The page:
Fortunately, companies can fight back by digitizing and automating B2B transactions across the supply chain to provide near-real-time visibility into partner activities and security practices. The result, says Yarbrough, “is the ability to visualize your supply chain and understand the relations between suppliers so that you can identify where your weak points may be.”
Another process for assessing the security capabilities of supply chain partners: establishing a feedback loop. For example, Yarbrough says companies can use questionnaires to query supply chain partners on the strategies they’re leveraging to mitigate risks, or request “evidence or certifications” of measures being taken, such as physical security precautions associated with warehouses and manufacturing facilities. What’s more, he adds, companies then can use these same feedback loops to create corrective action plans with partners.
Educate employees on supply chain crime. While assessing the security stance of supply chain partners and creating feedback loops can expose weaknesses in a supply chain, organizations must also educate partners on the importance of preparing for and responding to risks.
It’s not just about changing business processes. Companies have learned that if they can convince suppliers about the benefits of reducing the risks of crime, they can collaborate to reduce it. These companies “explain to their suppliers why mitigating supply chain crime is vital to their long-term survival as a business,” says Yarbrough. Such efforts, he says, can help companies “withstand many of the incidents we’ve seen over the last several years.”
Supply chain partners aren’t the only entities that can benefit from an education in supply chain dangers. “Many supply chain security issues emanate from an insider threat,” adds Yarbrough.
In fact, the Transported Asset Protection Association reports that approximately 70% of supply chain and cargo theft can be linked to insider involvement, whether intentional or accidental.
For example, employees can be bribed to share confidential details on everything from truck routes to shipment dates. And some organized crime rings have even been known to plant members in warehouses, paying them handsomely in exchange for insider information.
That’s all the more reason, says Yarbrough, for organizations to ensure a company’s human resource processes for recruitment and hiring include carefully vetting employees and educating them on a company’s culture and ethical expectations.
Collect intelligence on criminals, not just trucks and packages. For years, organizations have relied on GPS systems to collect real-time information on the whereabouts of everything from containers and trucks to trailers and packages. By collecting this data, organizations can not only keep tabs on high-value cargo but increase the likelihood of quickly locating and recovering stolen goods. But criminals are discovering effective workarounds for these precautionary measures.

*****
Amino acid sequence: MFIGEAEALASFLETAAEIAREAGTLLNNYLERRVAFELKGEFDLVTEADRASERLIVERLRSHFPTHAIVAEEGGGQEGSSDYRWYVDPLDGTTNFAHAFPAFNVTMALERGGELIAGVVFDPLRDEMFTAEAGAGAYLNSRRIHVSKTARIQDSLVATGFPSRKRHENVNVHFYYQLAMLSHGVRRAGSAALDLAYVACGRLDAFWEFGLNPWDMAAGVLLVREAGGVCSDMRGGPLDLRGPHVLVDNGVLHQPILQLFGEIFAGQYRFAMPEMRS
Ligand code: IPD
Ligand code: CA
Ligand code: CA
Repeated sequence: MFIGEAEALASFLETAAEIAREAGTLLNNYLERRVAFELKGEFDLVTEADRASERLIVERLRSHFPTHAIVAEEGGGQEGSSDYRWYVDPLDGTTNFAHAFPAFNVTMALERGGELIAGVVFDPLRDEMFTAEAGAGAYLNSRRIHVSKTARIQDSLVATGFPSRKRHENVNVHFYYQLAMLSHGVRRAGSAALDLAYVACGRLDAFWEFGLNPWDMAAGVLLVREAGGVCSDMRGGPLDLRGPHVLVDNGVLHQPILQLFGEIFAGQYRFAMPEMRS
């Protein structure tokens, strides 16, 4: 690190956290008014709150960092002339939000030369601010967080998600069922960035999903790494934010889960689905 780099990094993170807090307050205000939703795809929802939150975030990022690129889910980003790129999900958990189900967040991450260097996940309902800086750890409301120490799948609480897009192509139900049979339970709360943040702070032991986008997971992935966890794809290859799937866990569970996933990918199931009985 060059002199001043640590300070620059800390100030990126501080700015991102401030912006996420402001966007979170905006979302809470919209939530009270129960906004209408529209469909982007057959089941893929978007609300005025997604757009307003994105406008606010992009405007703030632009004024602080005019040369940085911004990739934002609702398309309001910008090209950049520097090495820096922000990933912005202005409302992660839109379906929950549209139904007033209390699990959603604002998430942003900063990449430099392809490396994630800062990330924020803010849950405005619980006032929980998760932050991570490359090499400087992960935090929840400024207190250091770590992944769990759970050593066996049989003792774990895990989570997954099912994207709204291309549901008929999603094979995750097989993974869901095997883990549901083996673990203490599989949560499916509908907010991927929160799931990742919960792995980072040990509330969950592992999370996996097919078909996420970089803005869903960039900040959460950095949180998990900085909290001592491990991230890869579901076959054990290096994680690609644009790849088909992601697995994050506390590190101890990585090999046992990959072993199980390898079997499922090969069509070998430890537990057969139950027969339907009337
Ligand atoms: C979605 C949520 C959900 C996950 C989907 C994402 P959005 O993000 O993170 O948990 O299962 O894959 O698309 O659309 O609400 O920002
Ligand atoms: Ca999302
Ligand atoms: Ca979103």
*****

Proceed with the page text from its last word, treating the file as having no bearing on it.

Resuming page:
“Since GPS technology is common in the supply chain, criminals are getting smarter in the use of jamming devices to circumvent GPS tools,” says Buel. “For example, they might use a ‘sniffer’ device to detect GPS systems hidden in packaging or on pallets, then use a GPS jammer to block the technology so it cannot be used to help law enforcement locate a stolen trailer.”
One way to outsmart increasingly sophisticated criminals is to switch from relying on processes that collect information on the movements of containers and trucks to processes that help gather intelligence on the most likely movements of criminals. For many, the necessary tools are already in place: data analytics applications, artificial intelligence-powered models, Internet of Things devices. However, the processes for using these tools must expand to include collecting and integrating new types of geographic, demographic, and predictive data.
This means using data to determine points of risk, Buel says, such as “where there are high-target areas for criminals, what time of day criminals tend to strike, and what products are in high demand among criminals.” Based on this data, organizations can better plan and apply proactive measures, such as preventing cargo from lingering in areas most attractive to criminals.
Factor in cybersecurity when it comes to cargo. There is increasing concern about cyber threats to the supply chain. Case in point: Cargo thieves can use cyber breaches to obtain information such as delivery times, appointments, and the name of employees retrieving cargo loads to help them make fictitious pickups that appear genuine.
In response, the Transported Asset Protection Association has released cybersecurity standards that help organizations address cyber vulnerabilities and concerns. These standards aim to set appropriate levels of cyber security, vendor risk assessments, incident response plans, and secured third-party vendor relationships. But as cyber risks multiply, organizations must also re-examine processes related to data collection and network protection to prevent breaches and other nefarious activities.
A developing risk, but one that supply chain leaders can address
Despite a large array of tools and technologies that companies have to combat supply chain crime, they still face many challenges. Reinventing processes related to risk assessment, education, data collection, and cybersecurity can require financial investment, the right IT talent, and C-suite commitment – scarce resources in a post-pandemic world.
But it’s important to act. The pandemic has changed the way goods are sent and received, while an increasingly digital supply chain makes it easier than ever for cargo criminals to profit from their bad behavior. However, by re-examining existing business processes, and taking new approaches to supply chain security, organizations can better prepare for the future.